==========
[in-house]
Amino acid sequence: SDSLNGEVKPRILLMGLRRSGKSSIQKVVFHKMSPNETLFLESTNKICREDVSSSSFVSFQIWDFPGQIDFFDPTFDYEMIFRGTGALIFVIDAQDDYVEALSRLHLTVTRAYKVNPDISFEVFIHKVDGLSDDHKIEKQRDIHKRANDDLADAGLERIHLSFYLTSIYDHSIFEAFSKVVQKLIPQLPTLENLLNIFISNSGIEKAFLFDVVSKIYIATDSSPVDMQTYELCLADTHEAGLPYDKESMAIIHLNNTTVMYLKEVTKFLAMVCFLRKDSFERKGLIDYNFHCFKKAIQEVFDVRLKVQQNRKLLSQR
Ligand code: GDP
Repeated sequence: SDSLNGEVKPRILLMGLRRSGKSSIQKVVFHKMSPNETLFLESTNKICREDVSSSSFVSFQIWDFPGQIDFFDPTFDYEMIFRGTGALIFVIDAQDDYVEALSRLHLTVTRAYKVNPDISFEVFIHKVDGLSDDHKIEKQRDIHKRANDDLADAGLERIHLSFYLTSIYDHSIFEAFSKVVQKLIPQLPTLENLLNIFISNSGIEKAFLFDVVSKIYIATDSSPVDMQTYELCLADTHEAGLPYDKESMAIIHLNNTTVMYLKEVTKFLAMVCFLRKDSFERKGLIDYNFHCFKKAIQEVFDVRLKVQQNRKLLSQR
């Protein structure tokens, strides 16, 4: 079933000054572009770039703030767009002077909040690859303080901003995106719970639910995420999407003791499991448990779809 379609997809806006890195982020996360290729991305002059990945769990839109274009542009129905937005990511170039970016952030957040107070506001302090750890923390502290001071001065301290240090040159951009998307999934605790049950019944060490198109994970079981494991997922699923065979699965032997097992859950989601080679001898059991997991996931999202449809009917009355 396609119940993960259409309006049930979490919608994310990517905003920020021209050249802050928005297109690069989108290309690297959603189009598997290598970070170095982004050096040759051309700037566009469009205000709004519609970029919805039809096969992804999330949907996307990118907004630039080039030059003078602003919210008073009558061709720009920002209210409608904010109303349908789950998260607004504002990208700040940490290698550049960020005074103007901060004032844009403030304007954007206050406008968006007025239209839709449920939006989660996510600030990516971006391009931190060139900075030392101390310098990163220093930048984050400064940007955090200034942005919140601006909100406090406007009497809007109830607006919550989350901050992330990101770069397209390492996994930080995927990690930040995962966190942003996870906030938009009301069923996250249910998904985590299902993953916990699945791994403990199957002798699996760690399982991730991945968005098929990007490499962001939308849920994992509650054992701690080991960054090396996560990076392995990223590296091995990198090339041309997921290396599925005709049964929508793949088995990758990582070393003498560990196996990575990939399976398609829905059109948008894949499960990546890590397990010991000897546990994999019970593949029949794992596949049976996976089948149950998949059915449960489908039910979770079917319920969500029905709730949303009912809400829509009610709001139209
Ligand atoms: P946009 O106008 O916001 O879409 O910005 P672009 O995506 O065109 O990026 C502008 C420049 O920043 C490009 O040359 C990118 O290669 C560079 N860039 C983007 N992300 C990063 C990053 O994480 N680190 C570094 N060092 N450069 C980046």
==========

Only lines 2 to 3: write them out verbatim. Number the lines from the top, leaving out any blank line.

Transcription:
Amino acid sequence: SDSLNGEVKPRILLMGLRRSGKSSIQKVVFHKMSPNETLFLESTNKICREDVSSSSFVSFQIWDFPGQIDFFDPTFDYEMIFRGTGALIFVIDAQDDYVEALSRLHLTVTRAYKVNPDISFEVFIHKVDGLSDDHKIEKQRDIHKRANDDLADAGLERIHLSFYLTSIYDHSIFEAFSKVVQKLIPQLPTLENLLNIFISNSGIEKAFLFDVVSKIYIATDSSPVDMQTYELCLADTHEAGLPYDKESMAIIHLNNTTVMYLKEVTKFLAMVCFLRKDSFERKGLIDYNFHCFKKAIQEVFDVRLKVQQNRKLLSQR
Ligand code: GDP